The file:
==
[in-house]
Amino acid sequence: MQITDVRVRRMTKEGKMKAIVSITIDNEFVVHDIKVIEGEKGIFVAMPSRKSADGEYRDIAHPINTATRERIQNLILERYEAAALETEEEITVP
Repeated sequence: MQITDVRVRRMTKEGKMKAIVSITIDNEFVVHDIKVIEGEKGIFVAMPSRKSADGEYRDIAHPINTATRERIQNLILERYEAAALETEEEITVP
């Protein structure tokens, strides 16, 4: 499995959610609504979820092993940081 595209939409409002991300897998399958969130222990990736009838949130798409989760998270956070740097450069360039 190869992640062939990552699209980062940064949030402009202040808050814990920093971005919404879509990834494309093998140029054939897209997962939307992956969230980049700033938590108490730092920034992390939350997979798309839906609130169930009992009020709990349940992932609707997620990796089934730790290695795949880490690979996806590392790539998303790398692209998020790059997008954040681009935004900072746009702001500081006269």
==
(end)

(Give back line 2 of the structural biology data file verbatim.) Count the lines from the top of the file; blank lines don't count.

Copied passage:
Amino acid sequence: MQITDVRVRRMTKEGKMKAIVSITIDNEFVVHDIKVIEGEKGIFVAMPSRKSADGEYRDIAHPINTATRERIQNLILERYEAAALETEEEITVP